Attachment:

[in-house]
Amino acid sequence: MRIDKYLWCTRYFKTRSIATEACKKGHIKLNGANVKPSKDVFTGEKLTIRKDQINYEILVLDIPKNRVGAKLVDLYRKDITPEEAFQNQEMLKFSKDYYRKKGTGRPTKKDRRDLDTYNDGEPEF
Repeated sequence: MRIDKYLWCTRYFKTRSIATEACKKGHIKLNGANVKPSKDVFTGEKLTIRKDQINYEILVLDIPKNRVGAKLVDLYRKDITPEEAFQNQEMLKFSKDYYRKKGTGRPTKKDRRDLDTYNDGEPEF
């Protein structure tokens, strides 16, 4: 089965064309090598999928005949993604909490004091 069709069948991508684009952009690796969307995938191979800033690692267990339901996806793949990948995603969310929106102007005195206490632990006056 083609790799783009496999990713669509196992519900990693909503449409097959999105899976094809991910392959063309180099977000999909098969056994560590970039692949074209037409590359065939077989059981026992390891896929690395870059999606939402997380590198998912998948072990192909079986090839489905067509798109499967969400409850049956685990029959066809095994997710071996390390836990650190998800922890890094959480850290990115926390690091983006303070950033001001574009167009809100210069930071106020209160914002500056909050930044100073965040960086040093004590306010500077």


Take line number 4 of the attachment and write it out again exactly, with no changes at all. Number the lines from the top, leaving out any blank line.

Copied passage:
């Protein structure tokens, strides 16, 4: 089965064309090598999928005949993604909490004091 069709069948991508684009952009690796969307995938191979800033690692267990339901996806793949990948995603969310929106102007005195206490632990006056 083609790799783009496999990713669509196992519900990693909503449409097959999105899976094809991910392959063309180099977000999909098969056994560590970039692949074209037409590359065939077989059981026992390891896929690395870059999606939402997380590198998912998948072990192909079986090839489905067509798109499967969400409850049956685990029959066809095994997710071996390390836990650190998800922890890094959480850290990115926390690091983006303070950033001001574009167009809100210069930071106020209160914002500056909050930044100073965040960086040093004590306010500077």